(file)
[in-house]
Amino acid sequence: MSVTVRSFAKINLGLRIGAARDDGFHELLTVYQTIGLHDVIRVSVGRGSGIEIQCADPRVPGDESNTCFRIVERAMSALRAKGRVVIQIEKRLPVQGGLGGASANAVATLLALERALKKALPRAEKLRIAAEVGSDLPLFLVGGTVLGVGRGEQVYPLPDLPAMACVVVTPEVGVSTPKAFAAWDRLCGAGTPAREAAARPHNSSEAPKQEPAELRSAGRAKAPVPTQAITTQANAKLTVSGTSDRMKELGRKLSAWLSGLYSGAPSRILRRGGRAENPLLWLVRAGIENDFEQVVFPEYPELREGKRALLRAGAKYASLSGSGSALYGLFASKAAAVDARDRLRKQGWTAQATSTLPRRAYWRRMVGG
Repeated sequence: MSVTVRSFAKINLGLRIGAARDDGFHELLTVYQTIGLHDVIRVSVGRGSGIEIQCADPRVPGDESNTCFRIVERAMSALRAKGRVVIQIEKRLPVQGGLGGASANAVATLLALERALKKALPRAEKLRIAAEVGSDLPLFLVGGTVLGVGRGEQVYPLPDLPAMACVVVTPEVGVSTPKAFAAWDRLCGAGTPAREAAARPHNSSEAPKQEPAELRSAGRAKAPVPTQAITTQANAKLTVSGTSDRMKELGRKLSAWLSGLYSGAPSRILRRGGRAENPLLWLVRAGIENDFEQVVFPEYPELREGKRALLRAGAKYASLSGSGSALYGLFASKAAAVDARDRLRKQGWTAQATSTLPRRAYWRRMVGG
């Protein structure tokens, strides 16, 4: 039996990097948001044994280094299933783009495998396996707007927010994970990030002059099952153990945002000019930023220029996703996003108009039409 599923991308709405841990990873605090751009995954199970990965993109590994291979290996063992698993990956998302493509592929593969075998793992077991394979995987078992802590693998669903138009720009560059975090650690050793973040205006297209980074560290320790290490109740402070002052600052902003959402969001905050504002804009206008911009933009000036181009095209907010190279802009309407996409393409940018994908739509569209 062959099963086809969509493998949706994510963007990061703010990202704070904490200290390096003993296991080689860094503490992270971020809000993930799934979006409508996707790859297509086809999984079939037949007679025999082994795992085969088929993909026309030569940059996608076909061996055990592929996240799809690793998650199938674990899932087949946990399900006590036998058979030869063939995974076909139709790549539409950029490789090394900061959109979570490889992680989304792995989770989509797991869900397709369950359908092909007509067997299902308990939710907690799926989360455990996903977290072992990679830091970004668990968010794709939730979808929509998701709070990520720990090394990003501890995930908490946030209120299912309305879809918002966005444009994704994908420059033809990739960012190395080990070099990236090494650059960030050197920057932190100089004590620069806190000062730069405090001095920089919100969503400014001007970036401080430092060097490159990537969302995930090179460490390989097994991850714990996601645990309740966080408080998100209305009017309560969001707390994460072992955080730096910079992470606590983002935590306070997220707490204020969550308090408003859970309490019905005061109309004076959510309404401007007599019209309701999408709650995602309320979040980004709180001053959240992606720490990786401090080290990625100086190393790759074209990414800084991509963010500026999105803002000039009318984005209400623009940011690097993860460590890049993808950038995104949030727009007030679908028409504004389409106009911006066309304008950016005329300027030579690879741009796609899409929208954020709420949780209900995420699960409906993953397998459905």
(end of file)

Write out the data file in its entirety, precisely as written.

[in-house]
Amino acid sequence: MSVTVRSFAKINLGLRIGAARDDGFHELLTVYQTIGLHDVIRVSVGRGSGIEIQCADPRVPGDESNTCFRIVERAMSALRAKGRVVIQIEKRLPVQGGLGGASANAVATLLALERALKKALPRAEKLRIAAEVGSDLPLFLVGGTVLGVGRGEQVYPLPDLPAMACVVVTPEVGVSTPKAFAAWDRLCGAGTPAREAAARPHNSSEAPKQEPAELRSAGRAKAPVPTQAITTQANAKLTVSGTSDRMKELGRKLSAWLSGLYSGAPSRILRRGGRAENPLLWLVRAGIENDFEQVVFPEYPELREGKRALLRAGAKYASLSGSGSALYGLFASKAAAVDARDRLRKQGWTAQATSTLPRRAYWRRMVGG
Repeated sequence: MSVTVRSFAKINLGLRIGAARDDGFHELLTVYQTIGLHDVIRVSVGRGSGIEIQCADPRVPGDESNTCFRIVERAMSALRAKGRVVIQIEKRLPVQGGLGGASANAVATLLALERALKKALPRAEKLRIAAEVGSDLPLFLVGGTVLGVGRGEQVYPLPDLPAMACVVVTPEVGVSTPKAFAAWDRLCGAGTPAREAAARPHNSSEAPKQEPAELRSAGRAKAPVPTQAITTQANAKLTVSGTSDRMKELGRKLSAWLSGLYSGAPSRILRRGGRAENPLLWLVRAGIENDFEQVVFPEYPELREGKRALLRAGAKYASLSGSGSALYGLFASKAAAVDARDRLRKQGWTAQATSTLPRRAYWRRMVGG
């Protein structure tokens, strides 16, 4: 039996990097948001044994280094299933783009495998396996707007927010994970990030002059099952153990945002000019930023220029996703996003108009039409 599923991308709405841990990873605090751009995954199970990965993109590994291979290996063992698993990956998302493509592929593969075998793992077991394979995987078992802590693998669903138009720009560059975090650690050793973040205006297209980074560290320790290490109740402070002052600052902003959402969001905050504002804009206008911009933009000036181009095209907010190279802009309407996409393409940018994908739509569209 062959099963086809969509493998949706994510963007990061703010990202704070904490200290390096003993296991080689860094503490992270971020809000993930799934979006409508996707790859297509086809999984079939037949007679025999082994795992085969088929993909026309030569940059996608076909061996055990592929996240799809690793998650199938674990899932087949946990399900006590036998058979030869063939995974076909139709790549539409950029490789090394900061959109979570490889992680989304792995989770989509797991869900397709369950359908092909007509067997299902308990939710907690799926989360455990996903977290072992990679830091970004668990968010794709939730979808929509998701709070990520720990090394990003501890995930908490946030209120299912309305879809918002966005444009994704994908420059033809990739960012190395080990070099990236090494650059960030050197920057932190100089004590620069806190000062730069405090001095920089919100969503400014001007970036401080430092060097490159990537969302995930090179460490390989097994991850714990996601645990309740966080408080998100209305009017309560969001707390994460072992955080730096910079992470606590983002935590306070997220707490204020969550308090408003859970309490019905005061109309004076959510309404401007007599019209309701999408709650995602309320979040980004709180001053959240992606720490990786401090080290990625100086190393790759074209990414800084991509963010500026999105803002000039009318984005209400623009940011690097993860460590890049993808950038995104949030727009007030679908028409504004389409106009911006066309304008950016005329300027030579690879741009796609899409929208954020709420949780209900995420699960409906993953397998459905």